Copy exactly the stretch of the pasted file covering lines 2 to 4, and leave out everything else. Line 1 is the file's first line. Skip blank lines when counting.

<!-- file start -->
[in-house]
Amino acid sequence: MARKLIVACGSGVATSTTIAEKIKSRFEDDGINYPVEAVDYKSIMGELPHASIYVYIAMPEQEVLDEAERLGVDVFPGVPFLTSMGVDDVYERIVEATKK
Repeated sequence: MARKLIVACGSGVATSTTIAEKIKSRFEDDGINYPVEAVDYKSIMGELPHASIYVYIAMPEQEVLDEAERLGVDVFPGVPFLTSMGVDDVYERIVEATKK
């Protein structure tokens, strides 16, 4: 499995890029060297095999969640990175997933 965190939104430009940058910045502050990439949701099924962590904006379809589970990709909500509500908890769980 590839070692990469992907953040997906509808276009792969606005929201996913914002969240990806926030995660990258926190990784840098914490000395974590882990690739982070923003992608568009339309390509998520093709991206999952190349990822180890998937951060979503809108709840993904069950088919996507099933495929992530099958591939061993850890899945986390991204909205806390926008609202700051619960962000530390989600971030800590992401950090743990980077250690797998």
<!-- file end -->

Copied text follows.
Amino acid sequence: MARKLIVACGSGVATSTTIAEKIKSRFEDDGINYPVEAVDYKSIMGELPHASIYVYIAMPEQEVLDEAERLGVDVFPGVPFLTSMGVDDVYERIVEATKK
Repeated sequence: MARKLIVACGSGVATSTTIAEKIKSRFEDDGINYPVEAVDYKSIMGELPHASIYVYIAMPEQEVLDEAERLGVDVFPGVPFLTSMGVDDVYERIVEATKK
């Protein structure tokens, strides 16, 4: 499995890029060297095999969640990175997933 965190939104430009940058910045502050990439949701099924962590904006379809589970990709909500509500908890769980 590839070692990469992907953040997906509808276009792969606005929201996913914002969240990806926030995660990258926190990784840098914490000395974590882990690739982070923003992608568009339309390509998520093709991206999952190349990822180890998937951060979503809108709840993904069950088919996507099933495929992530099958591939061993850890899945986390991204909205806390926008609202700051619960962000530390989600971030800590992401950090743990980077250690797998």